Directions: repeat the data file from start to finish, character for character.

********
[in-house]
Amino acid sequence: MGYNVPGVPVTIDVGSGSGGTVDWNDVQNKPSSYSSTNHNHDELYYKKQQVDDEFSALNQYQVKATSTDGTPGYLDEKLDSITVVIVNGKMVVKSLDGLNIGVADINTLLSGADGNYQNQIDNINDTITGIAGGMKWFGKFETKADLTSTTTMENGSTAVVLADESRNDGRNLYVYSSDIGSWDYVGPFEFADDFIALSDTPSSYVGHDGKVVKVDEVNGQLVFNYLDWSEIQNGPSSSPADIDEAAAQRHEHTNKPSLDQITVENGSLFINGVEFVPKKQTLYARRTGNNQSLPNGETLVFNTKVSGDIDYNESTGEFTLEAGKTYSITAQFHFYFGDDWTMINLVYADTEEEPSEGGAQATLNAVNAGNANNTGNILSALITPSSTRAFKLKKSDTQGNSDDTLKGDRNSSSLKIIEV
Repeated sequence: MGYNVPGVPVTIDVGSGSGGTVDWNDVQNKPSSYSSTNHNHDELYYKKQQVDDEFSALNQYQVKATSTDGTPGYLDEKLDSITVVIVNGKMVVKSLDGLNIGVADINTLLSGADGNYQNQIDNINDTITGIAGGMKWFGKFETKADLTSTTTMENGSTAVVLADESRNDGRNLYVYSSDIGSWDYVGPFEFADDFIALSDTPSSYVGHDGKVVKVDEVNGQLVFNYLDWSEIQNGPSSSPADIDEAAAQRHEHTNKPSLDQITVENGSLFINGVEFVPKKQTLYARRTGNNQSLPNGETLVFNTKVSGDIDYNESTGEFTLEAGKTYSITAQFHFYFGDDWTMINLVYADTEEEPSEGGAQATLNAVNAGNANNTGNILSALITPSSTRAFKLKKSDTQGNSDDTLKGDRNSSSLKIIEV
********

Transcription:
[in-house]
Amino acid sequence: MGYNVPGVPVTIDVGSGSGGTVDWNDVQNKPSSYSSTNHNHDELYYKKQQVDDEFSALNQYQVKATSTDGTPGYLDEKLDSITVVIVNGKMVVKSLDGLNIGVADINTLLSGADGNYQNQIDNINDTITGIAGGMKWFGKFETKADLTSTTTMENGSTAVVLADESRNDGRNLYVYSSDIGSWDYVGPFEFADDFIALSDTPSSYVGHDGKVVKVDEVNGQLVFNYLDWSEIQNGPSSSPADIDEAAAQRHEHTNKPSLDQITVENGSLFINGVEFVPKKQTLYARRTGNNQSLPNGETLVFNTKVSGDIDYNESTGEFTLEAGKTYSITAQFHFYFGDDWTMINLVYADTEEEPSEGGAQATLNAVNAGNANNTGNILSALITPSSTRAFKLKKSDTQGNSDDTLKGDRNSSSLKIIEV
Repeated sequence: MGYNVPGVPVTIDVGSGSGGTVDWNDVQNKPSSYSSTNHNHDELYYKKQQVDDEFSALNQYQVKATSTDGTPGYLDEKLDSITVVIVNGKMVVKSLDGLNIGVADINTLLSGADGNYQNQIDNINDTITGIAGGMKWFGKFETKADLTSTTTMENGSTAVVLADESRNDGRNLYVYSSDIGSWDYVGPFEFADDFIALSDTPSSYVGHDGKVVKVDEVNGQLVFNYLDWSEIQNGPSSSPADIDEAAAQRHEHTNKPSLDQITVENGSLFINGVEFVPKKQTLYARRTGNNQSLPNGETLVFNTKVSGDIDYNESTGEFTLEAGKTYSITAQFHFYFGDDWTMINLVYADTEEEPSEGGAQATLNAVNAGNANNTGNILSALITPSSTRAFKLKKSDTQGNSDDTLKGDRNSSSLKIIEV